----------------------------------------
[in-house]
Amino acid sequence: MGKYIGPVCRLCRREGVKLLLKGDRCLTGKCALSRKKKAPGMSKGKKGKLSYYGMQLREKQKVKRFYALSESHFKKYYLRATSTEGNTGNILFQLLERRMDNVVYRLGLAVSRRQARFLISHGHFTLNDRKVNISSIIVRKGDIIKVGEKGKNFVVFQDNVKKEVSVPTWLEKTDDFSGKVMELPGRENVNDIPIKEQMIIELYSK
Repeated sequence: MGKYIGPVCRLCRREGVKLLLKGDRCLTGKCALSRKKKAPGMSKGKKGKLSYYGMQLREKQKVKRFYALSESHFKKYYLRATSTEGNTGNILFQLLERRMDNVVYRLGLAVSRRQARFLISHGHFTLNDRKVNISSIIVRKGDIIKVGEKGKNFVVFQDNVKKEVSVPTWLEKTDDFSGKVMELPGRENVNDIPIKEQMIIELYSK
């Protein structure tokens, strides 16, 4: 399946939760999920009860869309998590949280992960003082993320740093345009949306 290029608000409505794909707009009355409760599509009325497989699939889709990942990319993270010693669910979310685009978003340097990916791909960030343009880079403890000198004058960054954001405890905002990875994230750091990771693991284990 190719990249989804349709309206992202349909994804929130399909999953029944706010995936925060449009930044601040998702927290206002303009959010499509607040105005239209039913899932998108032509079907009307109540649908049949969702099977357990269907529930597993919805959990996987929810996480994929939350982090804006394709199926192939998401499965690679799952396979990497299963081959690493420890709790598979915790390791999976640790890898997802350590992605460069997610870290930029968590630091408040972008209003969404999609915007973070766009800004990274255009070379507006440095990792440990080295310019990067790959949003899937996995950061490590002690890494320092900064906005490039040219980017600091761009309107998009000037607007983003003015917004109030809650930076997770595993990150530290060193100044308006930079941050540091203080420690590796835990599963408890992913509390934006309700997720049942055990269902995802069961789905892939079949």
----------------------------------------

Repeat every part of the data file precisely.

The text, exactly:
[in-house]
Amino acid sequence: MGKYIGPVCRLCRREGVKLLLKGDRCLTGKCALSRKKKAPGMSKGKKGKLSYYGMQLREKQKVKRFYALSESHFKKYYLRATSTEGNTGNILFQLLERRMDNVVYRLGLAVSRRQARFLISHGHFTLNDRKVNISSIIVRKGDIIKVGEKGKNFVVFQDNVKKEVSVPTWLEKTDDFSGKVMELPGRENVNDIPIKEQMIIELYSK
Repeated sequence: MGKYIGPVCRLCRREGVKLLLKGDRCLTGKCALSRKKKAPGMSKGKKGKLSYYGMQLREKQKVKRFYALSESHFKKYYLRATSTEGNTGNILFQLLERRMDNVVYRLGLAVSRRQARFLISHGHFTLNDRKVNISSIIVRKGDIIKVGEKGKNFVVFQDNVKKEVSVPTWLEKTDDFSGKVMELPGRENVNDIPIKEQMIIELYSK
């Protein structure tokens, strides 16, 4: 399946939760999920009860869309998590949280992960003082993320740093345009949306 290029608000409505794909707009009355409760599509009325497989699939889709990942990319993270010693669910979310685009978003340097990916791909960030343009880079403890000198004058960054954001405890905002990875994230750091990771693991284990 190719990249989804349709309206992202349909994804929130399909999953029944706010995936925060449009930044601040998702927290206002303009959010499509607040105005239209039913899932998108032509079907009307109540649908049949969702099977357990269907529930597993919805959990996987929810996480994929939350982090804006394709199926192939998401499965690679799952396979990497299963081959690493420890709790598979915790390791999976640790890898997802350590992605460069997610870290930029968590630091408040972008209003969404999609915007973070766009800004990274255009070379507006440095990792440990080295310019990067790959949003899937996995950061490590002690890494320092900064906005490039040219980017600091761009309107998009000037607007983003003015917004109030809650930076997770595993990150530290060193100044308006930079941050540091203080420690590796835990599963408890992913509390934006309700997720049942055990269902995802069961789905892939079949």